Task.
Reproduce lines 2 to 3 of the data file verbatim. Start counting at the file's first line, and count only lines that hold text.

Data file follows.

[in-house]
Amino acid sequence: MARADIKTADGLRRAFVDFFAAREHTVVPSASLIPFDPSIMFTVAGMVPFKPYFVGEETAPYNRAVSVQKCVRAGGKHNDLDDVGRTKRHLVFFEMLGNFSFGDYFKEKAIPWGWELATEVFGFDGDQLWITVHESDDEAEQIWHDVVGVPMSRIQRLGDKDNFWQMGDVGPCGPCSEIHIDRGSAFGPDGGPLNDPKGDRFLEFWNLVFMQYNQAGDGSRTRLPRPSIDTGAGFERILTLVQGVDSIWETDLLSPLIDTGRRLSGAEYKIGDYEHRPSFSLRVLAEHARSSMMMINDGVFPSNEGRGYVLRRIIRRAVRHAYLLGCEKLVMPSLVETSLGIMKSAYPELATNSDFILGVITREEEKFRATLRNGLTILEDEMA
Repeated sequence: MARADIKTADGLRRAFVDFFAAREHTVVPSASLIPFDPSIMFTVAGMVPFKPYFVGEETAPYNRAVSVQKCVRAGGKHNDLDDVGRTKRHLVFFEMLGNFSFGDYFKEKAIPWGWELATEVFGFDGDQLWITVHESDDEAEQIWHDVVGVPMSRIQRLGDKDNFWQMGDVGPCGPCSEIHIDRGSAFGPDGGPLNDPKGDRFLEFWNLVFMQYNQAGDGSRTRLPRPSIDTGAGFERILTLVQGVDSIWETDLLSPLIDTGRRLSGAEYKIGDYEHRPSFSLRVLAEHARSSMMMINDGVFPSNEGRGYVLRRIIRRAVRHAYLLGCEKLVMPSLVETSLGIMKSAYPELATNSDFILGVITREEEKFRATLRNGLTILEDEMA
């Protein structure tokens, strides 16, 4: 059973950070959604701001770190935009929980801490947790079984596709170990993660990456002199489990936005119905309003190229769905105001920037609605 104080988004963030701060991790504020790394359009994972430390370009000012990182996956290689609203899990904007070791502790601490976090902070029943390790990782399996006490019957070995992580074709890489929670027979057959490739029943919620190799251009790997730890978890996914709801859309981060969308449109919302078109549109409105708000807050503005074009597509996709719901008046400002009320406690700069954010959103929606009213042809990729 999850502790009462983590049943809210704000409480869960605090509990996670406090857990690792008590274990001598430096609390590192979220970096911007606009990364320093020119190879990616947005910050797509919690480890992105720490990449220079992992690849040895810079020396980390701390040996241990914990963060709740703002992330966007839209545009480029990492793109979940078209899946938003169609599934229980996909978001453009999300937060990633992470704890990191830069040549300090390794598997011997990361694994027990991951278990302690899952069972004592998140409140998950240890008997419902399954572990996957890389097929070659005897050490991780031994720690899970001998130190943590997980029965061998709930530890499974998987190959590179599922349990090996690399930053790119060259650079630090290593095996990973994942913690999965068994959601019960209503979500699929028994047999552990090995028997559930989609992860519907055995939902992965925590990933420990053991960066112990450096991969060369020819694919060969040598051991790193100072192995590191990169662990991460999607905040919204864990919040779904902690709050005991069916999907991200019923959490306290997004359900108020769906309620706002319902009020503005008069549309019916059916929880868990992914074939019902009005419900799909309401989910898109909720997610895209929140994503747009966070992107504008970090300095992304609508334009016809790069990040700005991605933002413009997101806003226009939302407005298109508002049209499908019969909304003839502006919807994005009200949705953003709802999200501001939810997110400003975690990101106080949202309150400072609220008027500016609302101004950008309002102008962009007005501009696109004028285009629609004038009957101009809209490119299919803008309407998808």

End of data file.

Amino acid sequence: MARADIKTADGLRRAFVDFFAAREHTVVPSASLIPFDPSIMFTVAGMVPFKPYFVGEETAPYNRAVSVQKCVRAGGKHNDLDDVGRTKRHLVFFEMLGNFSFGDYFKEKAIPWGWELATEVFGFDGDQLWITVHESDDEAEQIWHDVVGVPMSRIQRLGDKDNFWQMGDVGPCGPCSEIHIDRGSAFGPDGGPLNDPKGDRFLEFWNLVFMQYNQAGDGSRTRLPRPSIDTGAGFERILTLVQGVDSIWETDLLSPLIDTGRRLSGAEYKIGDYEHRPSFSLRVLAEHARSSMMMINDGVFPSNEGRGYVLRRIIRRAVRHAYLLGCEKLVMPSLVETSLGIMKSAYPELATNSDFILGVITREEEKFRATLRNGLTILEDEMA
Repeated sequence: MARADIKTADGLRRAFVDFFAAREHTVVPSASLIPFDPSIMFTVAGMVPFKPYFVGEETAPYNRAVSVQKCVRAGGKHNDLDDVGRTKRHLVFFEMLGNFSFGDYFKEKAIPWGWELATEVFGFDGDQLWITVHESDDEAEQIWHDVVGVPMSRIQRLGDKDNFWQMGDVGPCGPCSEIHIDRGSAFGPDGGPLNDPKGDRFLEFWNLVFMQYNQAGDGSRTRLPRPSIDTGAGFERILTLVQGVDSIWETDLLSPLIDTGRRLSGAEYKIGDYEHRPSFSLRVLAEHARSSMMMINDGVFPSNEGRGYVLRRIIRRAVRHAYLLGCEKLVMPSLVETSLGIMKSAYPELATNSDFILGVITREEEKFRATLRNGLTILEDEMA